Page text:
In her first America-set feature American Honey, Andrea Arnold paints the stateside landscape as a soul dying at the end of capitalism’s food chain. It’s fitting that the film is a road movie to nowhere, showcasing our current youth as looking for meaning in something, anything. But the film (even with its nearly three hour length) is anything but lethargic in its malaise, finding breathtakingly alive moments and the idiosyncratic in the sub-average. American Honey captures the feeling of being lost at sea, but the film is anything but.
In the searching face of newcomer Sasha Lane as Star, America’s optimistic youthful heart is shown as more conflicted than any obvious metaphor could convey. We find her nonchalantly digging through a dumpster for food with her younger half-siblings, only to go home to a predatory father figure and absentee mother – the actual parentage and family unit being of Arnold’s many instances of vagueness becoming hyper-specific and illuminating about this view of rural poverty. When Star sees Jake (Shia LaBeouf) and his rowdy crew making a scene in K-Mart, her longing is ignited to the appropriately hopeful but faded sound of Rihanna’s “We Found Love” on the loudspeaker.
Star takes the opportunity to run off with Jake’s ragtag outfit, a traveling scheme selling magazines door-to-door led by the looming Krystal (a cruelly conscientious and fascinating Riley Keough). Packed into a bus of lost children, each of her fellow coworkers (including Heaven Knows What’s Arielle Holmes) are unknowable spectres, the anonymous unwanteds trying to make some kind of escape. Their game relies on blind determination and manipulating perceptions of their social status and background, relying on whatever wills they have to get ahead of Krystal’s hard line expectations. Star can’t quite submit to even this low-level bit of hustle, spending the majority of her energies pining for Jake’s affections.
The ensuing affair is exactly the distraction Arnold is examining in the American psyche, rendered in breathless long takes and ferocious abandon. Shot in the Academy ratio, Arnold reunites with her Fish Tank cinematographer Robbie Ryan for a film that visual captures both its heroine’s hope and her punishing circumstances. Single shots can be at once expansive and claustrophobic, puffing up the young woman with the own myopic, mythic perspective of youth. But just as Star is ambivalent of the social structures that cage her, Ryan’s frame traps and corners her. The film is never less than a fascinating visual experience.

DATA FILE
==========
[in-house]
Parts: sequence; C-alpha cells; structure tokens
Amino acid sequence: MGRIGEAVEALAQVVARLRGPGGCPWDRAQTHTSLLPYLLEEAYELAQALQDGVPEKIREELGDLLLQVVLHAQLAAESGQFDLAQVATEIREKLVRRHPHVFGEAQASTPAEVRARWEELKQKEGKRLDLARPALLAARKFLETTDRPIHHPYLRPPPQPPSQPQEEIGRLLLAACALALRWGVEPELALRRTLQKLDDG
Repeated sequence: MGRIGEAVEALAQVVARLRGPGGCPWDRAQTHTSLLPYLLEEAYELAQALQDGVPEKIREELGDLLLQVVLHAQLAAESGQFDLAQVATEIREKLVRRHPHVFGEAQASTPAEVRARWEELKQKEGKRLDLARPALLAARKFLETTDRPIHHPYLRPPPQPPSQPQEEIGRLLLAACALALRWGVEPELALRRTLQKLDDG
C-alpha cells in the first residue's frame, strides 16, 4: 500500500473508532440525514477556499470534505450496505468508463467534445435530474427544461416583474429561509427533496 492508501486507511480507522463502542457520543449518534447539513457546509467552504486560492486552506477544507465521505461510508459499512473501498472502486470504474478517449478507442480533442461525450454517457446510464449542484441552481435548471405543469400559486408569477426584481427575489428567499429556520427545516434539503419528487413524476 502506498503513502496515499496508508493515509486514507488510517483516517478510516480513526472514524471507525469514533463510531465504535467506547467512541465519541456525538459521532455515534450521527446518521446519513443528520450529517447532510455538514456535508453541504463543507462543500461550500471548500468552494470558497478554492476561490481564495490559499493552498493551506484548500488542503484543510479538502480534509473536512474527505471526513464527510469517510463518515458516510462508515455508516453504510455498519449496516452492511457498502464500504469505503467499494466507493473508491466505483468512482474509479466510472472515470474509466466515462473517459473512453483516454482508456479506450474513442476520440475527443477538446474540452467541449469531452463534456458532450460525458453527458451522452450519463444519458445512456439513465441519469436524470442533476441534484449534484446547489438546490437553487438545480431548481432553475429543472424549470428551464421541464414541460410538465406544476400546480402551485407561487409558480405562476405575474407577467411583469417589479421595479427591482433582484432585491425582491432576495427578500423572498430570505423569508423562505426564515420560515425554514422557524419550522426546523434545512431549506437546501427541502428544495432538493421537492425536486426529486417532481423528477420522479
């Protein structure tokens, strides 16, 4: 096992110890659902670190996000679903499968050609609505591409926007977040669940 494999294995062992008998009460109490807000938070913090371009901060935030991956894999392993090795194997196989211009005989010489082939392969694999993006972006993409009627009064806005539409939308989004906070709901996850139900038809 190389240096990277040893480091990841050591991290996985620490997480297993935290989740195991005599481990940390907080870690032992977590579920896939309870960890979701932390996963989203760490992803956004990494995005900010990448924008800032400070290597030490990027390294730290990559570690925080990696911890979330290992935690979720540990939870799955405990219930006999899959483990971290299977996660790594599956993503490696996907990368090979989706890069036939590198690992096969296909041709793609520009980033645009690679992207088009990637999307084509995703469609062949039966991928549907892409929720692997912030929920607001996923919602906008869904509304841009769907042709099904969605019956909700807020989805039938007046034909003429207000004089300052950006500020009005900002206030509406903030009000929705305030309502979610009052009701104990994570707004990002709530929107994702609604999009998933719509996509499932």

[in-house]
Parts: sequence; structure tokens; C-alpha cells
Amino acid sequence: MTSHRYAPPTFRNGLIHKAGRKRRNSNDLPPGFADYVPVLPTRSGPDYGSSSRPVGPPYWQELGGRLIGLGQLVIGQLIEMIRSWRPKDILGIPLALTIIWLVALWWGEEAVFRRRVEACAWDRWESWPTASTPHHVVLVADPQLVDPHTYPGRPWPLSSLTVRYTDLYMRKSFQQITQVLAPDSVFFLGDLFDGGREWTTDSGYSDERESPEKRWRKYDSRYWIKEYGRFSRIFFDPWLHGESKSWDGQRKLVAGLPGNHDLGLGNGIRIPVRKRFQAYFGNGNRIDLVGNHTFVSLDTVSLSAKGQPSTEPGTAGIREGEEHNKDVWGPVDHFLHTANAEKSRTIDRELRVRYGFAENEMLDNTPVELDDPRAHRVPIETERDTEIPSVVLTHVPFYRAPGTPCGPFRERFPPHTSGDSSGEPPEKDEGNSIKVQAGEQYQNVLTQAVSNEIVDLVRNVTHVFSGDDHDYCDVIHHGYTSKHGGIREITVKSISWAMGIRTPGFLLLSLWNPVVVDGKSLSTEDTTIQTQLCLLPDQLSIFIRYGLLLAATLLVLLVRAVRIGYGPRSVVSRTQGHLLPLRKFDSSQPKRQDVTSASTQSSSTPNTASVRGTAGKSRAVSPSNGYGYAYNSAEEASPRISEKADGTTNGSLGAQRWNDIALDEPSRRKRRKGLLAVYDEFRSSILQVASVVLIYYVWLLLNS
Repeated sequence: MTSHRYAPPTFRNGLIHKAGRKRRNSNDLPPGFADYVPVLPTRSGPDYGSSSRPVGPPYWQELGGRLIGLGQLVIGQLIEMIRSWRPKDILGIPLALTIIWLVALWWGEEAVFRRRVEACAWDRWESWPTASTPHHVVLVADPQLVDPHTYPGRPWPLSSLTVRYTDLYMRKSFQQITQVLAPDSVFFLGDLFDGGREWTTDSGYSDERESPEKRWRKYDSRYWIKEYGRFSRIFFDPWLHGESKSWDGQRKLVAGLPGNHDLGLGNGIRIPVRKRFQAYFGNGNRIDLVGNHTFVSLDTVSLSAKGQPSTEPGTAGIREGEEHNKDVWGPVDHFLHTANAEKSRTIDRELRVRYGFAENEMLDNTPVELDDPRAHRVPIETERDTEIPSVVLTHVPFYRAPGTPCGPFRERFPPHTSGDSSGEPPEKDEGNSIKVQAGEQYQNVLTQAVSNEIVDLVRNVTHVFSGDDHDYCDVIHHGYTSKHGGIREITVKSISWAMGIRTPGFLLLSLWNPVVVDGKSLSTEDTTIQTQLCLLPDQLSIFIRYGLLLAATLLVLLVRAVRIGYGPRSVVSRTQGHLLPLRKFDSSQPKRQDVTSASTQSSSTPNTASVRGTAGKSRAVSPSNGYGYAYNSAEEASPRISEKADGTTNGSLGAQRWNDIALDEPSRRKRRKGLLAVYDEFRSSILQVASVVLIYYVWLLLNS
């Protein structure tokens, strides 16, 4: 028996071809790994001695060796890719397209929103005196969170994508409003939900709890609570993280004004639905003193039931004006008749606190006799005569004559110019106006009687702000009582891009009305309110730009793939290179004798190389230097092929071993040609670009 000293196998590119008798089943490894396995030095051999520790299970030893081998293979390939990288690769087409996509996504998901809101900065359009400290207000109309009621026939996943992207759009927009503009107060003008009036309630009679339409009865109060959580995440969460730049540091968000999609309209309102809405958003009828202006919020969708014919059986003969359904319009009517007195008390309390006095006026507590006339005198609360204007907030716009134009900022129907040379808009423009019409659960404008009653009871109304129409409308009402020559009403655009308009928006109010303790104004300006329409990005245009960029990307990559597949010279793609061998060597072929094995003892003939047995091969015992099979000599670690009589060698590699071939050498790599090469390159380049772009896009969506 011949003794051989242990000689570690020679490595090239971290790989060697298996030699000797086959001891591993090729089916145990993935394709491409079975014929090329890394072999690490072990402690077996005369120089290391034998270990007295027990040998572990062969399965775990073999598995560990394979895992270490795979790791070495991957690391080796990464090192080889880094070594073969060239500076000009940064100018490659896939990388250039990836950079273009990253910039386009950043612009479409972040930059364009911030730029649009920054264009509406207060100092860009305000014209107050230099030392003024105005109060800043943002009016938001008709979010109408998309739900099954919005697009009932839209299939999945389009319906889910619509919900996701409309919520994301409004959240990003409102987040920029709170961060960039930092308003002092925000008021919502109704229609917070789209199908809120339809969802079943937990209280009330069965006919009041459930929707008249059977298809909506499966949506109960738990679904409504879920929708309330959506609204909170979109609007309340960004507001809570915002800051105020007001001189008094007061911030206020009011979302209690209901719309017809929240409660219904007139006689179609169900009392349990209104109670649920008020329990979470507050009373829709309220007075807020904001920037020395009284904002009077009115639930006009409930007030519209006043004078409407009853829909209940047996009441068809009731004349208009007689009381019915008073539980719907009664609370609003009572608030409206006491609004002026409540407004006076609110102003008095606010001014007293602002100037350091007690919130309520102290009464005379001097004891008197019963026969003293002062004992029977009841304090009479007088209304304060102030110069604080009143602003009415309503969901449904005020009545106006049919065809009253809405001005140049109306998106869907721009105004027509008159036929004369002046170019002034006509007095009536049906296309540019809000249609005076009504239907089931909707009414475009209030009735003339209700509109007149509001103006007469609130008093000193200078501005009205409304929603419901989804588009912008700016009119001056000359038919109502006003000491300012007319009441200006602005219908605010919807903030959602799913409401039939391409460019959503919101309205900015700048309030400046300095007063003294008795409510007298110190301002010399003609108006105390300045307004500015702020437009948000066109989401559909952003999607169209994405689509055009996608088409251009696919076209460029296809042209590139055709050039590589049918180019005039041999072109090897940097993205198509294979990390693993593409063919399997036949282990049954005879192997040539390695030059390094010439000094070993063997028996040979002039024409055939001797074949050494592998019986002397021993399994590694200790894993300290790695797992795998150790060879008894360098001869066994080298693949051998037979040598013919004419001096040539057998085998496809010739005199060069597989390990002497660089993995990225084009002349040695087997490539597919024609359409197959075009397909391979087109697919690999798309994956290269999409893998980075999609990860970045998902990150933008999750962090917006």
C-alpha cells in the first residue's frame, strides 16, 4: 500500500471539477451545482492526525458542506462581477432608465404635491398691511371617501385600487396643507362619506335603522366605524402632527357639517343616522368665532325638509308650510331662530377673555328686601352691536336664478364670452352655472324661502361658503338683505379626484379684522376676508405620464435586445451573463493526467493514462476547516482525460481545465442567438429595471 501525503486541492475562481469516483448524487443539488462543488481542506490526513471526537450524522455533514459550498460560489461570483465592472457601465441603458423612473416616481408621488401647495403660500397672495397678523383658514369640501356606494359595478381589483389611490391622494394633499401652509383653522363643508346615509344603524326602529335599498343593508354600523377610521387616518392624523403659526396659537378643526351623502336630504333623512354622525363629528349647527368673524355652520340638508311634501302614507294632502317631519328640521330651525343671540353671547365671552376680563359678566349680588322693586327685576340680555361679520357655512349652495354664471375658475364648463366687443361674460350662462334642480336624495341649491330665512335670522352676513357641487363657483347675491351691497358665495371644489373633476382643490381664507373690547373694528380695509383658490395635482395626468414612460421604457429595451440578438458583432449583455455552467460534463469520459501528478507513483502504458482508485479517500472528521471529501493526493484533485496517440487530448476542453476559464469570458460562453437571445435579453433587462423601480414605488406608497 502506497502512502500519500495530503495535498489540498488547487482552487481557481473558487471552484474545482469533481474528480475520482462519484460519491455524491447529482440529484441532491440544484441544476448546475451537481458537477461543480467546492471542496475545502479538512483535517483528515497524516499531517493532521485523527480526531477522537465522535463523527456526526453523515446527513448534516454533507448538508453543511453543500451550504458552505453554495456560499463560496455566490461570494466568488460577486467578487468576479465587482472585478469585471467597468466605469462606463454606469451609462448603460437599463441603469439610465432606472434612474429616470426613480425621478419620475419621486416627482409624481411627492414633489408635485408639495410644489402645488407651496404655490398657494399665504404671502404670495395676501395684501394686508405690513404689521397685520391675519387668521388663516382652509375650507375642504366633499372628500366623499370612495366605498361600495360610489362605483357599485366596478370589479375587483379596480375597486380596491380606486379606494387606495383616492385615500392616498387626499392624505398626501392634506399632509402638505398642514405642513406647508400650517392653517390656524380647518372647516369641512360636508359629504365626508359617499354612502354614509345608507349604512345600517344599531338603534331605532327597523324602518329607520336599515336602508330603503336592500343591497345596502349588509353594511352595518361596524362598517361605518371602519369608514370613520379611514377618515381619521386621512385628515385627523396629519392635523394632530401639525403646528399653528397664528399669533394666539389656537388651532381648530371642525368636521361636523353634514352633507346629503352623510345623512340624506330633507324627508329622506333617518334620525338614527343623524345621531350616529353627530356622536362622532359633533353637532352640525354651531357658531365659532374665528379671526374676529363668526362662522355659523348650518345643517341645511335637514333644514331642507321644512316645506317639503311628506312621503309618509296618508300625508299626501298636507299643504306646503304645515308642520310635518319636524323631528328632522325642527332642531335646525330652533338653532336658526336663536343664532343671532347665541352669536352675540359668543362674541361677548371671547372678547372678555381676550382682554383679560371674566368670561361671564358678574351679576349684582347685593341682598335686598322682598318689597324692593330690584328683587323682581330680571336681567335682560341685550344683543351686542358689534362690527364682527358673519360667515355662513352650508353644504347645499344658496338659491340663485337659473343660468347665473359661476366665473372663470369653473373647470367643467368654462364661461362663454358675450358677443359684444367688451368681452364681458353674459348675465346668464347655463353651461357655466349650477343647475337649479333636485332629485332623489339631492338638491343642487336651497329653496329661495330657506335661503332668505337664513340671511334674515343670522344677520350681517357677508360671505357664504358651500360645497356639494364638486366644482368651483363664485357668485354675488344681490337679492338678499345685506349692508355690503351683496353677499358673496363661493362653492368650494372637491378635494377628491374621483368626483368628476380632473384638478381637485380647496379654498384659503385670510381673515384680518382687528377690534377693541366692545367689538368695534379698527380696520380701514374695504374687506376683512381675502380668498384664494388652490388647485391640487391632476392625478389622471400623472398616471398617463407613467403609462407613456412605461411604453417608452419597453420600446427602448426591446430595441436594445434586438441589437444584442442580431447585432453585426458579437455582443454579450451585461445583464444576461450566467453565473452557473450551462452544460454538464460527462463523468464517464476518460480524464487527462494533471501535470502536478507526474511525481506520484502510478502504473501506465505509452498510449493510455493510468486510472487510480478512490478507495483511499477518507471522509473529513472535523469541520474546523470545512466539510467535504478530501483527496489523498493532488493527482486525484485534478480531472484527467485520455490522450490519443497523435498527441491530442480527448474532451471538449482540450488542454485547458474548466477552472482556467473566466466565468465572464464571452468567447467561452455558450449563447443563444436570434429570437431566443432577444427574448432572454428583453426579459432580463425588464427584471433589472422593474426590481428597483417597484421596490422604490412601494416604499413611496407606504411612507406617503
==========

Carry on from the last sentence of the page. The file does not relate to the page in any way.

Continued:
What may be a long sit for some enhances both Star’s displacement and allows Arnold’s rich themes to uncaustically take root. Whole states are crossed while the surrounding feel sickly familiar as the futile endless cycle becomes more obvious. The magazine sales business also represents that end of the food chain of American business, jobs no one wants that prey on the naive and optionless with legality a constant grey area and safety occasionally being expendable. It’s less an Odyssey through the map of American poverty than it is through the social structures that keep its denizens complacent and submitted.
By the time the film reaches its Lady Antebellum namesake singalong, we can see the group as the rusted final cogs of a much larger machine. The sing of nostalgia and longing for the sweet simple life of youth while Arnold’s detached camera limits our own absorption into the cheap comfort, reminding us of the manipulation inherent in such a message meant for this very audience. Its members experience a moment of togetherness, but we can only see how they’ve been indoctrinated by a mindset that keeps them in their place.
The genius of the film is that Arnold can approach such a scene without condemnation towards its inhabitants. The film is at once scathing and compassionate, never defaulting to cruel judgment or pity in its study of their submission. In Star, the film finds a young woman wanting desperately to buck the system but without the intellectual knowhow to make the smart decision and without the support of her country to do so.
American Honey is sprawling and intimate, capturing a state of mind while also critiquing it. While there is modesty in Arnold’s approach, her result is rapturous and profound – one of the most consuming films of the year that sticks in your brain long after its conclusion.